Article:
How to Cleanse Your Body with Yerba Mate
Mate is an infusion, typical of Argentina and Uruguay, whose tradition has spread to other parts of the world for its wonderful health benefits. It’s prepared with ground-up yerba mate leaves that are put into a recipient (originally a squash bowl) and hot water is poured in.
You can drink it bitter, with sugar, or with a lemon or orange peel. Discovery why this herb is so good for your body below!
Yerba Mate Properties
Yerba mate boasts invigorating and cleansing properties. As a tea, it has a great diuretic ability, in addition to the amount of water that you drink in this infusion.
At the same time, it has antioxidant qualities, helps reduce “bad” cholesterol (LDL) and promotes an increase in “good” cholesterol (HDL).
Research shows that yerba mate encourages enzymes to work more and protect your body from cardiovascular attacks. It also provides high levels of xanthine, which is very good for your overall well-being.
In places where water isn’t drinkable, mate serves as a purifier of bacteria and parasites, for example.
This traditional infusion of many South American countries boosts attention span and intellectual activities.
It’s an anti-depressant, is non-addictive, and contains less caffeine than tea, cacao, and coffee. It speeds up urine production, eliminating toxins that build up in your body.
Keep in mind that yerba mate isn’t intended for people who suffer from anxiety, sleep disorders or acute kidney disorders. One study also showed that many patients who drank it suffered from esophagus problems due to the temperature of the water, not the mate itself.
There are also cases in which drinking yerba mate tea while fasting has a side effect of stomach acid.
What Are the Variants of Yerba Mate?
Although everyone agrees that “traditional mate” is bitter and that the water has to be boiling before you put it in, there are other ways of drinking this infusion:
- Bitter: as we already said, this is the most typical way of drinking mate and it’s how almost all of Argentina, Uruguay, southern Brazil, Bolivia, and Paraguay drink it. It’s known as “cimarrón” or “feral” because of the horses that accompanied the gaucho, the first drinkers of this infusion.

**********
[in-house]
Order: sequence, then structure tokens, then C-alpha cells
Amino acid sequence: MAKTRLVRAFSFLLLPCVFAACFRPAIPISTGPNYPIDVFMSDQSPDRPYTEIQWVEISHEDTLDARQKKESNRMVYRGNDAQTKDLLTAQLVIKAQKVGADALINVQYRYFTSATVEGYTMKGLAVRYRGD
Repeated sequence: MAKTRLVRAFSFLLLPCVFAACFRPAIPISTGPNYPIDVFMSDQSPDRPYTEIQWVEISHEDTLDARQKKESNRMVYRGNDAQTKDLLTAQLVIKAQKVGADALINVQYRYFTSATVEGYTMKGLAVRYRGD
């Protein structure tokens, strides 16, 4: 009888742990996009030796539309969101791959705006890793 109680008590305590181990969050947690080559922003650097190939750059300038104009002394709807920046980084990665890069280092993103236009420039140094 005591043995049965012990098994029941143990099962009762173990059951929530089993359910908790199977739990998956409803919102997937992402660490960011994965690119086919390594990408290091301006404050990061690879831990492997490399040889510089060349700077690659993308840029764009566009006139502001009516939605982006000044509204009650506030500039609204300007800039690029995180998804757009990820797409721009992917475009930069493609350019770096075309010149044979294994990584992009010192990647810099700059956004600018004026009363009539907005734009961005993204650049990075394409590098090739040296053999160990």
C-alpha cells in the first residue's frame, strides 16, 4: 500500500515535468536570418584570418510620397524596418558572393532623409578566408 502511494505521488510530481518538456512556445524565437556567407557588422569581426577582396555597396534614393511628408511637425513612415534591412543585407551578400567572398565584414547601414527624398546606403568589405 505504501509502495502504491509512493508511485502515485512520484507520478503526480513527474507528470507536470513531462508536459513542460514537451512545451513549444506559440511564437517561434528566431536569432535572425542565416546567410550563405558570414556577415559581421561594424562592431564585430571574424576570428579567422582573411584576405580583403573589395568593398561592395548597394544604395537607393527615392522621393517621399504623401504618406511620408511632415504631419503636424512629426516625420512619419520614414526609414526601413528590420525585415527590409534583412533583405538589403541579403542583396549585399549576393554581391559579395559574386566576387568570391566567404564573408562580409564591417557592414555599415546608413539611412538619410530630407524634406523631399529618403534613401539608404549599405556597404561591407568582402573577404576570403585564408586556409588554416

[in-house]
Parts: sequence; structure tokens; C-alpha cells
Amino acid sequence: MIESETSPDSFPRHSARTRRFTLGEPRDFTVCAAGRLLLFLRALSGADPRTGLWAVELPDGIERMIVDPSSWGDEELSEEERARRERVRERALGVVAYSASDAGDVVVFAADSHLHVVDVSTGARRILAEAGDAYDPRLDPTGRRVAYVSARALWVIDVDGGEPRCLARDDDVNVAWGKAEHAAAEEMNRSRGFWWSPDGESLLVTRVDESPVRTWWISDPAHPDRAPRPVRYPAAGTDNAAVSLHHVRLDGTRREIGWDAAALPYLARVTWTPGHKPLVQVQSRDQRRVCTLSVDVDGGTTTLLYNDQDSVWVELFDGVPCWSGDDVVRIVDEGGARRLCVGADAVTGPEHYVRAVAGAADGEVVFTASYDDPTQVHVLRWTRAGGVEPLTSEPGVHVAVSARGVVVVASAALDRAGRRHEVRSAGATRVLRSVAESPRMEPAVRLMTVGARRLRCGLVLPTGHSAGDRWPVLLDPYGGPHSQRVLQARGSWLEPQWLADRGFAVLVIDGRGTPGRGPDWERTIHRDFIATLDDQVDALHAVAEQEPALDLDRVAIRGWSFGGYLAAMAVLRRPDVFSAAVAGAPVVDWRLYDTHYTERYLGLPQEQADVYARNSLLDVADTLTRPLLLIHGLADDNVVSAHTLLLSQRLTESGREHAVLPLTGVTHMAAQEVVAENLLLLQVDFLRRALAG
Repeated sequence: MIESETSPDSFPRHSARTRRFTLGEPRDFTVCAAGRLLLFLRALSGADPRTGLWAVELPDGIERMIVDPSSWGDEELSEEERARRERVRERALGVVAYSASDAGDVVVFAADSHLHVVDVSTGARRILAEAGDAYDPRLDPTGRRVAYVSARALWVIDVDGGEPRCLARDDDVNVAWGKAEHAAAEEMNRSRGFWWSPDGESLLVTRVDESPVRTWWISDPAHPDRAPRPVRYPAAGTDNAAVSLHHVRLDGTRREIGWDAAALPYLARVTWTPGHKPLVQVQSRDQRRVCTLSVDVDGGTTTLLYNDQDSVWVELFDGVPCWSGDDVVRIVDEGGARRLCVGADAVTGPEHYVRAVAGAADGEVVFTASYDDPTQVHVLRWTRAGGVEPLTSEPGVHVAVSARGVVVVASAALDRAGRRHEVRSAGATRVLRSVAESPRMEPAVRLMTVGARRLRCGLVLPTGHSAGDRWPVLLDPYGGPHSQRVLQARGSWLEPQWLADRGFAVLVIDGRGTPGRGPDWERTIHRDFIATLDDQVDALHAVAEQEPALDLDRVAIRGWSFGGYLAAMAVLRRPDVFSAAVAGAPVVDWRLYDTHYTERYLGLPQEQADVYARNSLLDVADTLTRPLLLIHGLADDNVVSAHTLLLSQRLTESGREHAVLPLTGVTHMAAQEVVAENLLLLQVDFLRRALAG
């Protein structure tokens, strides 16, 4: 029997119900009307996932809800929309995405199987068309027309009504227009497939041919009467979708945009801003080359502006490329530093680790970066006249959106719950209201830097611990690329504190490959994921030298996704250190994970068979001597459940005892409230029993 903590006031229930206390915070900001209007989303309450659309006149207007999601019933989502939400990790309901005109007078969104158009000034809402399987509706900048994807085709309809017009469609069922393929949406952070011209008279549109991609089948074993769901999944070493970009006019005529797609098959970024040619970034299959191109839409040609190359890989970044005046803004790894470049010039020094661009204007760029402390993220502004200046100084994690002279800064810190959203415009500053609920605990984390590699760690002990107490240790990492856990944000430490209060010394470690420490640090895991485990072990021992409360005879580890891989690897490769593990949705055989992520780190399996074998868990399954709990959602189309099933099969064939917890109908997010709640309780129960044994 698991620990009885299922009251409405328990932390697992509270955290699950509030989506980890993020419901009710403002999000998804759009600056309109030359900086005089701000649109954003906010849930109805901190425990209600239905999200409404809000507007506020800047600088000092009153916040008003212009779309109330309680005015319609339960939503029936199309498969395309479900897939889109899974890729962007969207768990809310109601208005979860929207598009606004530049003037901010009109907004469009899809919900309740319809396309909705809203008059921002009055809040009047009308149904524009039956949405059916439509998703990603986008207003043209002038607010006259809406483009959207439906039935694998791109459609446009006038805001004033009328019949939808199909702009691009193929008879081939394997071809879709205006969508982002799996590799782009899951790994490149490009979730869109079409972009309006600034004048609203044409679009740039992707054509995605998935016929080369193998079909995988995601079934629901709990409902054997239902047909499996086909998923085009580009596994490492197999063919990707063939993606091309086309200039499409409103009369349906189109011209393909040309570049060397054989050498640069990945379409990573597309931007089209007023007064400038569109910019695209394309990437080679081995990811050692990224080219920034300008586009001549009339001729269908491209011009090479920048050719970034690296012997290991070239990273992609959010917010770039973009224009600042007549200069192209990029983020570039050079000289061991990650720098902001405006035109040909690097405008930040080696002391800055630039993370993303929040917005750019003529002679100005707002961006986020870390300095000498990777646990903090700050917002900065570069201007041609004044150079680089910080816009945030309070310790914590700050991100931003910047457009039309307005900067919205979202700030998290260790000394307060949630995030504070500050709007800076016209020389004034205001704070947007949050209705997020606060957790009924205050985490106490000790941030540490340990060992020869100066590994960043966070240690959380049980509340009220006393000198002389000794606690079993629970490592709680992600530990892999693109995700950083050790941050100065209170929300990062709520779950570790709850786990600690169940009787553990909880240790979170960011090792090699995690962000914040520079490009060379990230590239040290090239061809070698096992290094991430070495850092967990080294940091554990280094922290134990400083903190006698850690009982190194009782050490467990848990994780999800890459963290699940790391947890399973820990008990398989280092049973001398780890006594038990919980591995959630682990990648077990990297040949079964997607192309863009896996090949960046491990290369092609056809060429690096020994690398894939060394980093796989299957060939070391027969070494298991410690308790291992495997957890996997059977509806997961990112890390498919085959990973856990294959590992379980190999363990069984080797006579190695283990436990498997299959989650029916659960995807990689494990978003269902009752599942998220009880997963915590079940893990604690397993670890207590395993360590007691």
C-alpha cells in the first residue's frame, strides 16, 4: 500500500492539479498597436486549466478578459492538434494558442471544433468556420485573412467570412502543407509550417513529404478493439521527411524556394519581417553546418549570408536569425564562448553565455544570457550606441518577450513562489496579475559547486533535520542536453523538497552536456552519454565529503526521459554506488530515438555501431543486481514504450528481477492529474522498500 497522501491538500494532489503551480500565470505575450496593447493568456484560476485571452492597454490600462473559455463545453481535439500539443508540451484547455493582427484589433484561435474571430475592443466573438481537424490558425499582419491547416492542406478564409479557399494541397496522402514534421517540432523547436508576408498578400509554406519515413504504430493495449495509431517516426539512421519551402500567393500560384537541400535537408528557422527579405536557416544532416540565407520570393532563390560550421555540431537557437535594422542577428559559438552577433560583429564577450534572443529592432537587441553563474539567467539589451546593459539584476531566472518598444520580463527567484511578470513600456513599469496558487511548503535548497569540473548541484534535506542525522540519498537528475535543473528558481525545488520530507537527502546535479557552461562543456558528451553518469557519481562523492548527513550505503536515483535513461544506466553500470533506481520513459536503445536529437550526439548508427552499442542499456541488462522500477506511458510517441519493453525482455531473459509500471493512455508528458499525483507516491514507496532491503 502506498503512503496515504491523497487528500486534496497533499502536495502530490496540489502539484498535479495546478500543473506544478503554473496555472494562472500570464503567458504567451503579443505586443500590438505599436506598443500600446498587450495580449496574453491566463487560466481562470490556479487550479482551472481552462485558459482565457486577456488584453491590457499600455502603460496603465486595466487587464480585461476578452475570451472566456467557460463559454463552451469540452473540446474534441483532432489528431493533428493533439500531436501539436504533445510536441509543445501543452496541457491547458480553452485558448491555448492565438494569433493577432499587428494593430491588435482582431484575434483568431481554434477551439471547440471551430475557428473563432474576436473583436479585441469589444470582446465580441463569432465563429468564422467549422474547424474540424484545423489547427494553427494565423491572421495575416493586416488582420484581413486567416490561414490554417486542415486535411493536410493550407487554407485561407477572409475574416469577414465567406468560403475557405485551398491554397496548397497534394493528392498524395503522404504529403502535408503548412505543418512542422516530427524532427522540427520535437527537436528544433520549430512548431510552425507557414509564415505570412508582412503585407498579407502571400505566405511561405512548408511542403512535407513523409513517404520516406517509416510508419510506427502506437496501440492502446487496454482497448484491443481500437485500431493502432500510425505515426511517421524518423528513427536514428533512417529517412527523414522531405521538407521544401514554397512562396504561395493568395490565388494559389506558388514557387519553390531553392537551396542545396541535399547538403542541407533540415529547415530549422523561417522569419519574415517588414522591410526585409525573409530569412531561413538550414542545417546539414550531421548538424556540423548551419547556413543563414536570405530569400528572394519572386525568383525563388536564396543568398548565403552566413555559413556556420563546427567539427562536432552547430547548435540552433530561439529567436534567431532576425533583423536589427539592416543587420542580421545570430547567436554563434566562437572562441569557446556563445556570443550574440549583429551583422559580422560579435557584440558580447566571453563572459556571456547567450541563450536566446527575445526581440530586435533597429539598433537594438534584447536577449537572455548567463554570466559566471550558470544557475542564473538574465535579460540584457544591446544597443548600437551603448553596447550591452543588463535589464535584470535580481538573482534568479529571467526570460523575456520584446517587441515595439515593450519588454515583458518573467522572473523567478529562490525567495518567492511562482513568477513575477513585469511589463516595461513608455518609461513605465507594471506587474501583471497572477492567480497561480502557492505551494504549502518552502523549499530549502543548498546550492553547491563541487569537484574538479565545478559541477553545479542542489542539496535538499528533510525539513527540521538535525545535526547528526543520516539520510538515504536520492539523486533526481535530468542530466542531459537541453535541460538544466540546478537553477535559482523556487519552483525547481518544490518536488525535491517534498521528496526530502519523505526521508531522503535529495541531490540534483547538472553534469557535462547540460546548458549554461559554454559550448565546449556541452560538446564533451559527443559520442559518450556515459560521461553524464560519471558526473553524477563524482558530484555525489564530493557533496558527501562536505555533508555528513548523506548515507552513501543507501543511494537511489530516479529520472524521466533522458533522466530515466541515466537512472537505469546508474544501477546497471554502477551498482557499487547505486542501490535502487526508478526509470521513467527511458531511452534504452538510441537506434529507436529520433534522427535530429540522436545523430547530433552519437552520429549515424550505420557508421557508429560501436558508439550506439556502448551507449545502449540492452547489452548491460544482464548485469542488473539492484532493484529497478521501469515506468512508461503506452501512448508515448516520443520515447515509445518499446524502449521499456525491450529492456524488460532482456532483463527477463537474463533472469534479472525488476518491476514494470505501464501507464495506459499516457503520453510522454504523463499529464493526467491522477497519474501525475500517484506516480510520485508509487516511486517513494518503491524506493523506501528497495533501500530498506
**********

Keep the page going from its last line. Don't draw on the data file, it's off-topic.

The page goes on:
- Sweet: traditionalists says that this isn’t the real mate. They add sugar, stevia, or sweetener to the barley. Mostly women and children in Buenos Aires drink it this way. This variation has a lot to do with immigration because Spaniards and Italians wanted to give their own distinctive touch to the region’s drink.
- With milk: instead of adding water, they add milk with sugar. The milk should be lukewarm.
- With herbs: these are popularly called “yuyos” and are added on top of or in between the yerba mate to add a different flavor to the infusion and make use of their medicinal properties. Examples include chamomile, eucalyptus, mint, boldo, and linden blossom.
- As a tea: the yerba mate isn’t put in recipient but rather a tea bag. It’s popular among adolescents and children. You can use a cup as well.
- Tereré: it’s traditional from Paraguay and the Mesopotamia region of Argentina, where the Guarani live. Instead of water, they add juice (which can be orange or grapefruit), herbs (mostly peppermint or lemon verbena) and even lemon slices. It’s prepared in a pitcher and is poured over the mate.
- Boiled mate: it’s an infusion that comes in bags like tea or in thread as well. It’s prepared like normal tea, but it tastes like mate. It’s common in Argentina and Uruguay.
How Do I Cleanse My Body by Drinking Mate?
You should simply choose any of the “versions” that this infusion offers and drink it daily. Experts say that if you drink mate in the morning, it increases its qualities and benefits for the body.
Many people prefer to drink mate in the morning along with their breakfast. Others drink it a little later, in the middle of the morning for example.
If you don’t like its flavor, you can try sweetening it or drinking the tereré alternative with juice on hot summer days.
Pictures courtesy of Juan Pablo Olmo
All cited sources were thoroughly reviewed by our team to ensure their quality, reliability, currency, and validity. The bibliography of this article was considered reliable and of academic or scientific accuracy.
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- Sociedad Latinoamericana de Nutrición, C., & Atalah Samur, E. (2011). Archivos latinoamericanos de nutrición. Archivos Latinoamericanos de Nutrición. https://doi.org/10.1002/ar.10171.
- Galarza, V., & Cabrera, G. (2008). Hábitos alimentarios saludables. Nutrición, Salud y Alimentos ….
- Nutrients. 2017 Aug; 9(8): 882. Published online 2017 Aug 15. Yerba Maté (Ilex paraguariensis) Metabolic, Satiety, and Mood State Effects at Rest and during Prolonged Exercise. doi: 10.3390/nu9080882
- R: Concise Reviews in Food Science JFS R: Concise Reviews/Hypothesis in Food Science. Yerba Mate Tea (Ilex paraguariensis): A Comprehensive Review on Chemistry, Health Implications, and Technological Considerations. https://onlinelibrary.wiley.com/doi/epdf/10.1111/j.1750-3841.2007.00535.x